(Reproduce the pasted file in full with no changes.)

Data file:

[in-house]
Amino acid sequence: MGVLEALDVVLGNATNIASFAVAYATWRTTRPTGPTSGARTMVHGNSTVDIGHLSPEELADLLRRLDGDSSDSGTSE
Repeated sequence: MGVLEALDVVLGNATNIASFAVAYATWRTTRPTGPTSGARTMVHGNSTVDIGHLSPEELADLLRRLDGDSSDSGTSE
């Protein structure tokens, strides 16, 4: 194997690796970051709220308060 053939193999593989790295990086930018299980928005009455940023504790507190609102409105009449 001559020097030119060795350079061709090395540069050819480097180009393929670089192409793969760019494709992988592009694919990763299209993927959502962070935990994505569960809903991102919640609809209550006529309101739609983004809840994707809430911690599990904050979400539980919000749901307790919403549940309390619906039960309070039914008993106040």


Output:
[in-house]
Amino acid sequence: MGVLEALDVVLGNATNIASFAVAYATWRTTRPTGPTSGARTMVHGNSTVDIGHLSPEELADLLRRLDGDSSDSGTSE
Repeated sequence: MGVLEALDVVLGNATNIASFAVAYATWRTTRPTGPTSGARTMVHGNSTVDIGHLSPEELADLLRRLDGDSSDSGTSE
């Protein structure tokens, strides 16, 4: 194997690796970051709220308060 053939193999593989790295990086930018299980928005009455940023504790507190609102409105009449 001559020097030119060795350079061709090395540069050819480097180009393929670089192409793969760019494709992988592009694919990763299209993927959502962070935990994505569960809903991102919640609809209550006529309101739609983004809840994707809430911690599990904050979400539980919000749901307790919403549940309390619906039960309070039914008993106040």